We recently started a program actually with KIPP, Achievement First and Uncommon schools and Hunter [College]. And they have a new ed school dean there who is really terrific, in my view; willing to reconfigure the way teacher preparation is done. Those are valuable, valuable years that we need to rethink and rework on.
The other thing I think that the institution of higher education needs to be doing is, again, helping us get kids on track for science, technology earlier on. They could be doing things with summer internships and programs and getting kids into the campus at an earlier age.
Recorded on: March 30, 2008
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Rank 0.5 – Albert Einstein<img type="lazy-image" data-runner-src="https://assets.rebelmouse.io/eyJhbGciOiJIUzI1NiIsInR5cCI6IkpXVCJ9.eyJpbWFnZSI6Imh0dHBzOi8vYXNzZXRzLnJibC5tcy8yNDQ0NDY3NS9vcmlnaW4uanBnIiwiZXhwaXJlc19hdCI6MTYzNjI2NTU4OH0.FtBYC7oJz-ZOiiGC9y0Z50_JvQChmp-ONa3jhR3SuLA/img.jpg?width=980" id="d6f66" class="rm-shortcode" data-rm-shortcode-id="61288810a4f035ec2af8957fad4e9015" data-rm-shortcode-name="rebelmouse-image" />
Albert Einstein With Displaced Children From Concentration Camps. 1949.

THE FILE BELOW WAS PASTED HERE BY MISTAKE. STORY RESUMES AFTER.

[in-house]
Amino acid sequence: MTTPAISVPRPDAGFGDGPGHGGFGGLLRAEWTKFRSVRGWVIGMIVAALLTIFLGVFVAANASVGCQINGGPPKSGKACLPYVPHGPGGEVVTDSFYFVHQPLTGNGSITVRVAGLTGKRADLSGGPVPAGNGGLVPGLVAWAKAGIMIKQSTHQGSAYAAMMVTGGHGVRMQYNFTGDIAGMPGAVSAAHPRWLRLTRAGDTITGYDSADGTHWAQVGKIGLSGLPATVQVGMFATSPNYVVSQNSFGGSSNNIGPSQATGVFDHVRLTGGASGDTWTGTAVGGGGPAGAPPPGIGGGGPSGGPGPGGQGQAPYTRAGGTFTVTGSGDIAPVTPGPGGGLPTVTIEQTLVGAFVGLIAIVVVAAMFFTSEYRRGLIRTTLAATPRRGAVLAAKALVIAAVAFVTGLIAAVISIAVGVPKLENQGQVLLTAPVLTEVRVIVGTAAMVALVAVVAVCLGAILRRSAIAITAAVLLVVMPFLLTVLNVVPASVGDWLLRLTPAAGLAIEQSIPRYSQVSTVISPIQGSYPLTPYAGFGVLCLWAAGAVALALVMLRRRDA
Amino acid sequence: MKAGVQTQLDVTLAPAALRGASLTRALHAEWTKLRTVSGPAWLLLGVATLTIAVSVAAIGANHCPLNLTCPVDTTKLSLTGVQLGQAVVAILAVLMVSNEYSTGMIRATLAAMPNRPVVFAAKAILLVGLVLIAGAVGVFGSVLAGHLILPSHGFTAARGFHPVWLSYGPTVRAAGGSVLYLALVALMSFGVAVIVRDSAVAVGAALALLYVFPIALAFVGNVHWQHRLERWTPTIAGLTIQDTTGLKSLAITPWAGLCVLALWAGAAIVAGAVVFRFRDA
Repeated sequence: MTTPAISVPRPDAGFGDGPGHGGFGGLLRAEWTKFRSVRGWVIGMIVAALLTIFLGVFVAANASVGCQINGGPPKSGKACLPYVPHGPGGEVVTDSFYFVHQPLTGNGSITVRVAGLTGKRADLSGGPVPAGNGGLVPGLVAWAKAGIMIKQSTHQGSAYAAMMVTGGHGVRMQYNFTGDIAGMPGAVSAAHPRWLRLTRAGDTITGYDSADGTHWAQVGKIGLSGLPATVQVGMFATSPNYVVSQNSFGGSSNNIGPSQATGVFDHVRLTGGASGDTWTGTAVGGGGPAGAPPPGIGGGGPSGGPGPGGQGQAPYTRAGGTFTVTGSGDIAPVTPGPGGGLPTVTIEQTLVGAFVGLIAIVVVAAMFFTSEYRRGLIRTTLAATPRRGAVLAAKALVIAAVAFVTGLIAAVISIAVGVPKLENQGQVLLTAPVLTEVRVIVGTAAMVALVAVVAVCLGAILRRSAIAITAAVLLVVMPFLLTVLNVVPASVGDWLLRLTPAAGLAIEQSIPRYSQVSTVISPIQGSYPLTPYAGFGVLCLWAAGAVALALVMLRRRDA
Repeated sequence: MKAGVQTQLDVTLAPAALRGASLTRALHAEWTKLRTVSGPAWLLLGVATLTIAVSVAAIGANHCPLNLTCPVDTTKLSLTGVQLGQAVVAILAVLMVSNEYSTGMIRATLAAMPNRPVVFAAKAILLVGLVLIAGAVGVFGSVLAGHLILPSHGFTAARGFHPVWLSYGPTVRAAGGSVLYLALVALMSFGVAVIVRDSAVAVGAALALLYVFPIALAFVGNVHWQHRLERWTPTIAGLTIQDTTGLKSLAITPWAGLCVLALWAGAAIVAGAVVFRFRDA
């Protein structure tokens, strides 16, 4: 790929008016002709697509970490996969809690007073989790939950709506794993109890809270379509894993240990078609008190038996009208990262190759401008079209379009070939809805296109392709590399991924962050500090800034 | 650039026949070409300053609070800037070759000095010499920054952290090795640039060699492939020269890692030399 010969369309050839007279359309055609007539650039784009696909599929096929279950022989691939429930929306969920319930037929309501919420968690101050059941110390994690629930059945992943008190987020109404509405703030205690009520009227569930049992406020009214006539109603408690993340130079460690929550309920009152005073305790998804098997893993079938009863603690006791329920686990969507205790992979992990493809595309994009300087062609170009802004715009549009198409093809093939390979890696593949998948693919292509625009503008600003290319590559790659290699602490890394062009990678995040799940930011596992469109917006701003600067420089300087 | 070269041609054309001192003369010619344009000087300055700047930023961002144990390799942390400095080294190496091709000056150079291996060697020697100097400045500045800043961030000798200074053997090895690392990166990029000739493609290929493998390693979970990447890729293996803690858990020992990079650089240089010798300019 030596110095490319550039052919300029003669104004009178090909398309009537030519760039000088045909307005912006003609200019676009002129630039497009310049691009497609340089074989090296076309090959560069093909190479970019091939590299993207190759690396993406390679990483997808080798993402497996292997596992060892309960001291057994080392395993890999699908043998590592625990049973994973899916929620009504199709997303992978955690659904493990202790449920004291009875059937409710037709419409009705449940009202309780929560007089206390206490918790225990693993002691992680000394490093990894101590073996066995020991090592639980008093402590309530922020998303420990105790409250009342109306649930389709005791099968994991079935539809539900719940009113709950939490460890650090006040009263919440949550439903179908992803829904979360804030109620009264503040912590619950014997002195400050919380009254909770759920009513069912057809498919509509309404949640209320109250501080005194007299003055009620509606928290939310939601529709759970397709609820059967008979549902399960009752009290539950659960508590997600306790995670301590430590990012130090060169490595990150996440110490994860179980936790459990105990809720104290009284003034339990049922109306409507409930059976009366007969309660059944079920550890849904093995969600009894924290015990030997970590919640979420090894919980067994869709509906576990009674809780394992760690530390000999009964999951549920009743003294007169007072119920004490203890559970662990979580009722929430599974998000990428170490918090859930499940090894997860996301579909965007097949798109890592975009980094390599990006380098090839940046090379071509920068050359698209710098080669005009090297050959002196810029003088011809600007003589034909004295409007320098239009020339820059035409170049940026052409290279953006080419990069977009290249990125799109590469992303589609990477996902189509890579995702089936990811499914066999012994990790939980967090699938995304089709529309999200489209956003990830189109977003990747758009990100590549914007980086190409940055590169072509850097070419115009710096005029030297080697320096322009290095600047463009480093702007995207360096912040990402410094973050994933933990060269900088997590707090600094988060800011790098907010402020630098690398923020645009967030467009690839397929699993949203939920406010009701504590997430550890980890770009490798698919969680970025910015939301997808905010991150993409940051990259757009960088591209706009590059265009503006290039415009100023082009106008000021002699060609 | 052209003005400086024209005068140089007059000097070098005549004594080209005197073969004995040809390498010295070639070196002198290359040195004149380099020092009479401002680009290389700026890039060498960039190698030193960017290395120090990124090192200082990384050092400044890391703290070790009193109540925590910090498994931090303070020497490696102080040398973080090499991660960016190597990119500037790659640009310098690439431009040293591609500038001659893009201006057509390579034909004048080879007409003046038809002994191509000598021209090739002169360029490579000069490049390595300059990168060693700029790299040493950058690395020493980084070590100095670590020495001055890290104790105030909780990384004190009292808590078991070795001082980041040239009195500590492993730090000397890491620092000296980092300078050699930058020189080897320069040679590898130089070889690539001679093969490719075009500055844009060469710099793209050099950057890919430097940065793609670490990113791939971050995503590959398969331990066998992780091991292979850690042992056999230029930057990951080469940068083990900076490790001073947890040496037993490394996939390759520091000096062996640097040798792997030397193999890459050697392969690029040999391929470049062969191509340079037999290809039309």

Photo by Keystone-France/Gamma-Keystone via Getty Images
Rank 1<p>The group in this class of the smartest physicists included the top minds that developed the theories of quantum mechanics.</p><p><a href="http://en.wikipedia.org/wiki/Werner_Heisenberg" target="_blank">Werner Heisenberg</a> (1901 - 1976) - a German theoretical physicist, who's achieved pop-culture fame by being the name of Walter White's alter ego in <em>Breaking Bad</em>. He is known for the Heiseinberg Uncertainty Principle and his 1932 Nobel Prize award flatly states it was for nothing less than "the creation of quantum mechanics".</p><p><a href="http://en.wikipedia.org/wiki/Erwin_Schr%C3%B6dinger" target="_blank">Erwin Schrödinger</a> (1887 - 1961) - an Austrian-Irish physicist who gave us the infamous "Schroedinger's Cat" thought experiment and other mind-benders from quantum mechanics. The Nobel-prize-winner's <a href="https://en.wikipedia.org/wiki/Schr%C3%B6dinger_equation" target="_blank" rel="noopener noreferrer">Schrödinger equation</a> calculates the <a href="https://en.wikipedia.org/wiki/Wave_function" target="_blank">wave function</a> of a system and how it changes over time. </p>
Erwin Schrödinger. 1933.
Satyendra Nath Bose. 1930s.
Enrico Fermi. 1950s.
Rank 2.5<img type="lazy-image" data-runner-src="https://assets.rebelmouse.io/eyJhbGciOiJIUzI1NiIsInR5cCI6IkpXVCJ9.eyJpbWFnZSI6Imh0dHBzOi8vYXNzZXRzLnJibC5tcy8yNDQ0NDcwNy9vcmlnaW4uanBnIiwiZXhwaXJlc19hdCI6MTY0NDE1MDIxM30.Eg6tca61EredHxjqNH29HY3UeJbgBVa1nA13EhXTooU/img.jpg?width=980" id="90f86" class="rm-shortcode" data-rm-shortcode-id="0f1e6c5e13263a77b2061e1191fd8baf" data-rm-shortcode-name="rebelmouse-image" />
Lev Landau. 1962.<p><strong>Rank 2.5</strong> is where Landau initially ranked himself, rather modestly, thinking he didn't produce any foundational accomplishments. He later moved his prominence, as his achievement mounted, to the higher <strong>1.5.</strong></p>